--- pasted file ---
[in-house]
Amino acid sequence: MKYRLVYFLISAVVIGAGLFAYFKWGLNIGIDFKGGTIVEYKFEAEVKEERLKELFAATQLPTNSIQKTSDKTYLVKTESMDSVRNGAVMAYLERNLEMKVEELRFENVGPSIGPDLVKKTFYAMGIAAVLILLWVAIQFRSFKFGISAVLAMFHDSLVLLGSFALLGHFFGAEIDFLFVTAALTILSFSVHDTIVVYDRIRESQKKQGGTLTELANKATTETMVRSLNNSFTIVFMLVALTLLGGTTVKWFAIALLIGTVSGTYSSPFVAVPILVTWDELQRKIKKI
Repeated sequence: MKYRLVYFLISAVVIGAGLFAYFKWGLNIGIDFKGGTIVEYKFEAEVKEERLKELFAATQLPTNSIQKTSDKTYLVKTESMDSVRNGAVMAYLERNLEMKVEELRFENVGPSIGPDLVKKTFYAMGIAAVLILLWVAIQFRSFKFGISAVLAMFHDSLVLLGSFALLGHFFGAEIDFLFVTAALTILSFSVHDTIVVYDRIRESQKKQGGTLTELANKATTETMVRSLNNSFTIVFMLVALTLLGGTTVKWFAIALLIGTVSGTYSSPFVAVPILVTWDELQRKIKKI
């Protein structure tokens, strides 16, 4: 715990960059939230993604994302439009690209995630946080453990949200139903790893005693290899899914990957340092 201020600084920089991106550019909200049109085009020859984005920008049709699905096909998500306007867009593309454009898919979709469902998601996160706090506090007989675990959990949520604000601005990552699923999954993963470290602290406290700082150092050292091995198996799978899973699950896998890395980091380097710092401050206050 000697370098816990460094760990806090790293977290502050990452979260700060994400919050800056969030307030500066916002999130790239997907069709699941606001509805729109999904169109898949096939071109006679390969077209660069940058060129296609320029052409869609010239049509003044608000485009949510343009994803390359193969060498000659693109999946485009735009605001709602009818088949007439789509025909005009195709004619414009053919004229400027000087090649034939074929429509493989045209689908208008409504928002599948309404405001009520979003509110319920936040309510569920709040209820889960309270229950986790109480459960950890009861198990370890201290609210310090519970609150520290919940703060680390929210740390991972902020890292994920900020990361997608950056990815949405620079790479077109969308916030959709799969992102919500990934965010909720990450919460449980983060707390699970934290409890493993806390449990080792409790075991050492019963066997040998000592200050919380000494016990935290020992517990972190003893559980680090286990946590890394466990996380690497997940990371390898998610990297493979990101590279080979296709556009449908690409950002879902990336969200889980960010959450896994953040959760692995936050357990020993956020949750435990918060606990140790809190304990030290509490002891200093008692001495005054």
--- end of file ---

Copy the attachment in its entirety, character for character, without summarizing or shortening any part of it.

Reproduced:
[in-house]
Amino acid sequence: MKYRLVYFLISAVVIGAGLFAYFKWGLNIGIDFKGGTIVEYKFEAEVKEERLKELFAATQLPTNSIQKTSDKTYLVKTESMDSVRNGAVMAYLERNLEMKVEELRFENVGPSIGPDLVKKTFYAMGIAAVLILLWVAIQFRSFKFGISAVLAMFHDSLVLLGSFALLGHFFGAEIDFLFVTAALTILSFSVHDTIVVYDRIRESQKKQGGTLTELANKATTETMVRSLNNSFTIVFMLVALTLLGGTTVKWFAIALLIGTVSGTYSSPFVAVPILVTWDELQRKIKKI
Repeated sequence: MKYRLVYFLISAVVIGAGLFAYFKWGLNIGIDFKGGTIVEYKFEAEVKEERLKELFAATQLPTNSIQKTSDKTYLVKTESMDSVRNGAVMAYLERNLEMKVEELRFENVGPSIGPDLVKKTFYAMGIAAVLILLWVAIQFRSFKFGISAVLAMFHDSLVLLGSFALLGHFFGAEIDFLFVTAALTILSFSVHDTIVVYDRIRESQKKQGGTLTELANKATTETMVRSLNNSFTIVFMLVALTLLGGTTVKWFAIALLIGTVSGTYSSPFVAVPILVTWDELQRKIKKI
């Protein structure tokens, strides 16, 4: 715990960059939230993604994302439009690209995630946080453990949200139903790893005693290899899914990957340092 201020600084920089991106550019909200049109085009020859984005920008049709699905096909998500306007867009593309454009898919979709469902998601996160706090506090007989675990959990949520604000601005990552699923999954993963470290602290406290700082150092050292091995198996799978899973699950896998890395980091380097710092401050206050 000697370098816990460094760990806090790293977290502050990452979260700060994400919050800056969030307030500066916002999130790239997907069709699941606001509805729109999904169109898949096939071109006679390969077209660069940058060129296609320029052409869609010239049509003044608000485009949510343009994803390359193969060498000659693109999946485009735009605001709602009818088949007439789509025909005009195709004619414009053919004229400027000087090649034939074929429509493989045209689908208008409504928002599948309404405001009520979003509110319920936040309510569920709040209820889960309270229950986790109480459960950890009861198990370890201290609210310090519970609150520290919940703060680390929210740390991972902020890292994920900020990361997608950056990815949405620079790479077109969308916030959709799969992102919500990934965010909720990450919460449980983060707390699970934290409890493993806390449990080792409790075991050492019963066997040998000592200050919380000494016990935290020992517990972190003893559980680090286990946590890394466990996380690497997940990371390898998610990297493979990101590279080979296709556009449908690409950002879902990336969200889980960010959450896994953040959760692995936050357990020993956020949750435990918060606990140790809190304990030290509490002891200093008692001495005054």